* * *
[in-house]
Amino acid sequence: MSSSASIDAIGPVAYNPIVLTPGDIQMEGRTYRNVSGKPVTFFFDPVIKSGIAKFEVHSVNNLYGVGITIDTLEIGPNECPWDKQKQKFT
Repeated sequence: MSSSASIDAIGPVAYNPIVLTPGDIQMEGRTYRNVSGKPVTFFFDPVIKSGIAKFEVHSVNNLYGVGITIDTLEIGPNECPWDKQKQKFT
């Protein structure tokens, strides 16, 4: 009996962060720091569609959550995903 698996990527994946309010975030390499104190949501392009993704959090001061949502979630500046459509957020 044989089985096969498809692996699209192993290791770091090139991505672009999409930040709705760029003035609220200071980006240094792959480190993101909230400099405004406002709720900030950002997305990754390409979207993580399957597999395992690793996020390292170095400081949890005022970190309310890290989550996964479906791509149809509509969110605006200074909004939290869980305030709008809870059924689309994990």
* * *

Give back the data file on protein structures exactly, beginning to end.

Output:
[in-house]
Amino acid sequence: MSSSASIDAIGPVAYNPIVLTPGDIQMEGRTYRNVSGKPVTFFFDPVIKSGIAKFEVHSVNNLYGVGITIDTLEIGPNECPWDKQKQKFT
Repeated sequence: MSSSASIDAIGPVAYNPIVLTPGDIQMEGRTYRNVSGKPVTFFFDPVIKSGIAKFEVHSVNNLYGVGITIDTLEIGPNECPWDKQKQKFT
């Protein structure tokens, strides 16, 4: 009996962060720091569609959550995903 698996990527994946309010975030390499104190949501392009993704959090001061949502979630500046459509957020 044989089985096969498809692996699209192993290791770091090139991505672009999409930040709705760029003035609220200071980006240094792959480190993101909230400099405004406002709720900030950002997305990754390409979207993580399957597999395992690793996020390292170095400081949890005022970190309310890290989550996964479906791509149809509509969110605006200074909004939290869980305030709008809870059924689309994990």